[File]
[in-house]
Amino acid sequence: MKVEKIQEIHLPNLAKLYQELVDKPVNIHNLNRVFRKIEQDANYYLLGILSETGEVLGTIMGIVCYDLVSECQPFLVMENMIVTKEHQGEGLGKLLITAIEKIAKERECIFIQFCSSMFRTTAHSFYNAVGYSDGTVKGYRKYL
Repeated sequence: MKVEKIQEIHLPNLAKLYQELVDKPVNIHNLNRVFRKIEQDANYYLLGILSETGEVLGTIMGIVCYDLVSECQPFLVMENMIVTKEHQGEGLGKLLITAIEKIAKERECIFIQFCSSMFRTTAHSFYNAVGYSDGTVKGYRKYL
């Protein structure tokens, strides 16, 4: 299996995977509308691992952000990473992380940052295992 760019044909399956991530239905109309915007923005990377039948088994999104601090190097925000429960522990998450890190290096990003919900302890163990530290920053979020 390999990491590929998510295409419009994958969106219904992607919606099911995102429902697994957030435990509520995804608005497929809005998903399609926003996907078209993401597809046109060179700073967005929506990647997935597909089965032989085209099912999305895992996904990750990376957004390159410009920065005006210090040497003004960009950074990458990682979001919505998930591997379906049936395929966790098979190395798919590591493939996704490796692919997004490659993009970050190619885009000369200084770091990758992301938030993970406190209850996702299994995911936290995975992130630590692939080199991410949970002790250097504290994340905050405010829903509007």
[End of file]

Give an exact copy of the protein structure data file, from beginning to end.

[in-house]
Amino acid sequence: MKVEKIQEIHLPNLAKLYQELVDKPVNIHNLNRVFRKIEQDANYYLLGILSETGEVLGTIMGIVCYDLVSECQPFLVMENMIVTKEHQGEGLGKLLITAIEKIAKERECIFIQFCSSMFRTTAHSFYNAVGYSDGTVKGYRKYL
Repeated sequence: MKVEKIQEIHLPNLAKLYQELVDKPVNIHNLNRVFRKIEQDANYYLLGILSETGEVLGTIMGIVCYDLVSECQPFLVMENMIVTKEHQGEGLGKLLITAIEKIAKERECIFIQFCSSMFRTTAHSFYNAVGYSDGTVKGYRKYL
């Protein structure tokens, strides 16, 4: 299996995977509308691992952000990473992380940052295992 760019044909399956991530239905109309915007923005990377039948088994999104601090190097925000429960522990998450890190290096990003919900302890163990530290920053979020 390999990491590929998510295409419009994958969106219904992607919606099911995102429902697994957030435990509520995804608005497929809005998903399609926003996907078209993401597809046109060179700073967005929506990647997935597909089965032989085209099912999305895992996904990750990376957004390159410009920065005006210090040497003004960009950074990458990682979001919505998930591997379906049936395929966790098979190395798919590591493939996704490796692919997004490659993009970050190619885009000369200084770091990758992301938030993970406190209850996702299994995911936290995975992130630590692939080199991410949970002790250097504290994340905050405010829903509007």